Background to the concept
Over the past years a wider interest has arisen in religious and cultural diversity as a social reality in Europe. However, the ways in which this diversity is framed and treated in EU policy and across the different Member States raises a number of questions that need further reflection and study. For instance, secularism is an important constitutional value in many European States and in Turkey. However, the models of secularism differ to a large extent. The existing models are being challenged by a new diversity of religions and other beliefs. This diversity has been brought about by many factors, including the European Union’s expansion and important migration fluxes. The result is that many people now hold beliefs and values that are different from the majority. These members of the European society are seeking recognition of their religious identities. Doing so, they put the very notion of secularism to the test.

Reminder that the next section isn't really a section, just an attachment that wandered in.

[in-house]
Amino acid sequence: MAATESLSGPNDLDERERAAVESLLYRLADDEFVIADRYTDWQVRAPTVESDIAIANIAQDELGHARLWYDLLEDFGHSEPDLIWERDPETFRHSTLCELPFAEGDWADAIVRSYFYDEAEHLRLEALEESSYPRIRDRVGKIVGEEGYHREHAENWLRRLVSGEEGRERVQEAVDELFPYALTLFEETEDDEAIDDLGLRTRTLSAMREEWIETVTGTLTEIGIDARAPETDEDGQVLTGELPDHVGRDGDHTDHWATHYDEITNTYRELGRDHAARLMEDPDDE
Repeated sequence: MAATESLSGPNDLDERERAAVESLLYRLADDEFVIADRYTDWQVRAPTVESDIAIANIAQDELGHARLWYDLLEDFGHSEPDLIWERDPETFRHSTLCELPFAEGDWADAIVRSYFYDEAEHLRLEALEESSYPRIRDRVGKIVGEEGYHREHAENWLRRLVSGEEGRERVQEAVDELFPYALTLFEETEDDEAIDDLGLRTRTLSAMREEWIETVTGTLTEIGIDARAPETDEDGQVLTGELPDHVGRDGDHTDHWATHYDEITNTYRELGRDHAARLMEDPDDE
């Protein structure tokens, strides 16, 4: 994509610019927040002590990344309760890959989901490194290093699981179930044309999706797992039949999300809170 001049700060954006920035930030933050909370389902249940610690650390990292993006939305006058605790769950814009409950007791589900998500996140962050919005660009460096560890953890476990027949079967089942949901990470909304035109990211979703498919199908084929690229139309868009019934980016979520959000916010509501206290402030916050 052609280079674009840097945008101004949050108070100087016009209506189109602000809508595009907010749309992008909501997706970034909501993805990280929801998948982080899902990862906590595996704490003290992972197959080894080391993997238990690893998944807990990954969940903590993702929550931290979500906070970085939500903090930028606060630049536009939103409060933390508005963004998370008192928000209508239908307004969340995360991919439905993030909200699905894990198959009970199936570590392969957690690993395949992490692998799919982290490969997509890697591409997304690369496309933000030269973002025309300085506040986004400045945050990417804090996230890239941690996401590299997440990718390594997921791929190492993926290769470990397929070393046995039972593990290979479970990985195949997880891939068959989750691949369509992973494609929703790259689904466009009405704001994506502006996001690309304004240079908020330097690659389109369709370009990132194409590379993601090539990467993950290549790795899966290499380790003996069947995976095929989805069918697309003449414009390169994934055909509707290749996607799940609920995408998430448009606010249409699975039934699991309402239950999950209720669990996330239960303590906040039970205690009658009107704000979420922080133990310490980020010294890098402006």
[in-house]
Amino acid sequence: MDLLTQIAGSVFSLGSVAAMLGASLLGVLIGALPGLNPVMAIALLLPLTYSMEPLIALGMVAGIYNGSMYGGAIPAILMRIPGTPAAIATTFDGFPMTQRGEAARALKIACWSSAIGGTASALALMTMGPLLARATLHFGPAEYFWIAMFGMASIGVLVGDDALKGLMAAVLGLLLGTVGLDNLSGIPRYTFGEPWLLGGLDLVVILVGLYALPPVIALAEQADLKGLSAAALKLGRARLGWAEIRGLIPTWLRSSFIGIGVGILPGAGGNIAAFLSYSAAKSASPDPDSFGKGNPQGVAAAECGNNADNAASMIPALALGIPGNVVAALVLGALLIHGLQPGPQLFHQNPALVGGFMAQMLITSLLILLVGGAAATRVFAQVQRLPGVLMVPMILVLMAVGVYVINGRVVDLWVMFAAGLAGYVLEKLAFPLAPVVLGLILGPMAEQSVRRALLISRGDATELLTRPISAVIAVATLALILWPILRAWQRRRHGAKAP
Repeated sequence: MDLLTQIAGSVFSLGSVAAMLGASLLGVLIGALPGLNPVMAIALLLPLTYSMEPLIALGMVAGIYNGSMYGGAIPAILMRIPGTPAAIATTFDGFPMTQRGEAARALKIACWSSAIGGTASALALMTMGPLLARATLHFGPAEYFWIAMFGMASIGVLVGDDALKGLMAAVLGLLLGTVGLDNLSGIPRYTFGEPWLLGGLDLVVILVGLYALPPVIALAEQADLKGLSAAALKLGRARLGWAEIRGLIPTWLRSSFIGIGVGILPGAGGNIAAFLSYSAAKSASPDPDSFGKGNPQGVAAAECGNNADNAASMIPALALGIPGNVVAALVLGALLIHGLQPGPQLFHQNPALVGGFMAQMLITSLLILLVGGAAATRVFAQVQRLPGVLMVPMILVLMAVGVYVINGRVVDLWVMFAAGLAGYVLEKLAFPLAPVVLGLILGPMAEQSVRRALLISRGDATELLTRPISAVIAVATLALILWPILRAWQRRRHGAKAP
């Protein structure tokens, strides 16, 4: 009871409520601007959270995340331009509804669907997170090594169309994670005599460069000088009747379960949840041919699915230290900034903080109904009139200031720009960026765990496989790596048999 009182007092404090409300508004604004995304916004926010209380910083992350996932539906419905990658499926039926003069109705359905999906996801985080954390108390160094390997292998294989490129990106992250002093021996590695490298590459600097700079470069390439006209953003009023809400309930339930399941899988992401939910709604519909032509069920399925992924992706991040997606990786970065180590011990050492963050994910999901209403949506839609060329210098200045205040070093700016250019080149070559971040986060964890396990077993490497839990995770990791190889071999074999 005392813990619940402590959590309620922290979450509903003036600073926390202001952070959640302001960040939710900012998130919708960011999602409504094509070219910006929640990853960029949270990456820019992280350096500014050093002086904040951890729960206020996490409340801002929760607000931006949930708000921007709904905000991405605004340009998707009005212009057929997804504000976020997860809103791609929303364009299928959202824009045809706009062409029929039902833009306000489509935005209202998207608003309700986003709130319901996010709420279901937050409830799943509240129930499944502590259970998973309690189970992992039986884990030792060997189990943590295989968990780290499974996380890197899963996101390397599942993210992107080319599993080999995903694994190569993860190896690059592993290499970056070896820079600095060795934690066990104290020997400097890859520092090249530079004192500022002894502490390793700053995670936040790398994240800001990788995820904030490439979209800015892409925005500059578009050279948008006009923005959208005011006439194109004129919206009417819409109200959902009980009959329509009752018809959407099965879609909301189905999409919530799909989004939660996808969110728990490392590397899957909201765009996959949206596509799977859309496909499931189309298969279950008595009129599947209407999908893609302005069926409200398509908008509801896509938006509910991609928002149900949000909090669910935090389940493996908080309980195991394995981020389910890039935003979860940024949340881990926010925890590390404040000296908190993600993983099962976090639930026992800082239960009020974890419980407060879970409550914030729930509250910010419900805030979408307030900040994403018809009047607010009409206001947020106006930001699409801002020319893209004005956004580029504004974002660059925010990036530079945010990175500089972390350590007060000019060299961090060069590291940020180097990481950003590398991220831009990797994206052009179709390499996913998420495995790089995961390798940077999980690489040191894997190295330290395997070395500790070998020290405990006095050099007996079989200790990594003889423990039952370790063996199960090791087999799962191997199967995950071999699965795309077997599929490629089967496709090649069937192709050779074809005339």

The divide between the public and the private spheres lies at the core of RELIGARE’s research. This borderline is not clear-cut and is not at the same place in everyone’s perception. Can the public sphere be simultaneously neutral and tolerant? Can new world views, social patterns and lifestyles be accommodated and/or incorporated in the public sphere? How respectful is the law of the private sphere?
RELIGARE is about religions, belonging, beliefs and secularism. It examines the current realities, including the legal rules protecting or limiting (constraining) the experiences of religious or other belief-based communities. Where the practices of communities or individuals do not conform to State law requirements, or where communities turn to their own legal regimes or tribunals, the reasons behind these developments need to be understood. The purpose of RELIGARE is to explore adequate policy responses. Adequate policies seek meeting points between the realities and expectations of communities and the protection of human rights in terms of equality and freedom of thought, conscience and religion.
With a view to stimulating comparison and promoting new insights that may give concrete input for a future policy agenda, the consortium has a partner from Turkey, as candidate Member State, and the Advisory Board includes members of Lebanon and South Africa.
Picture of the project's consortium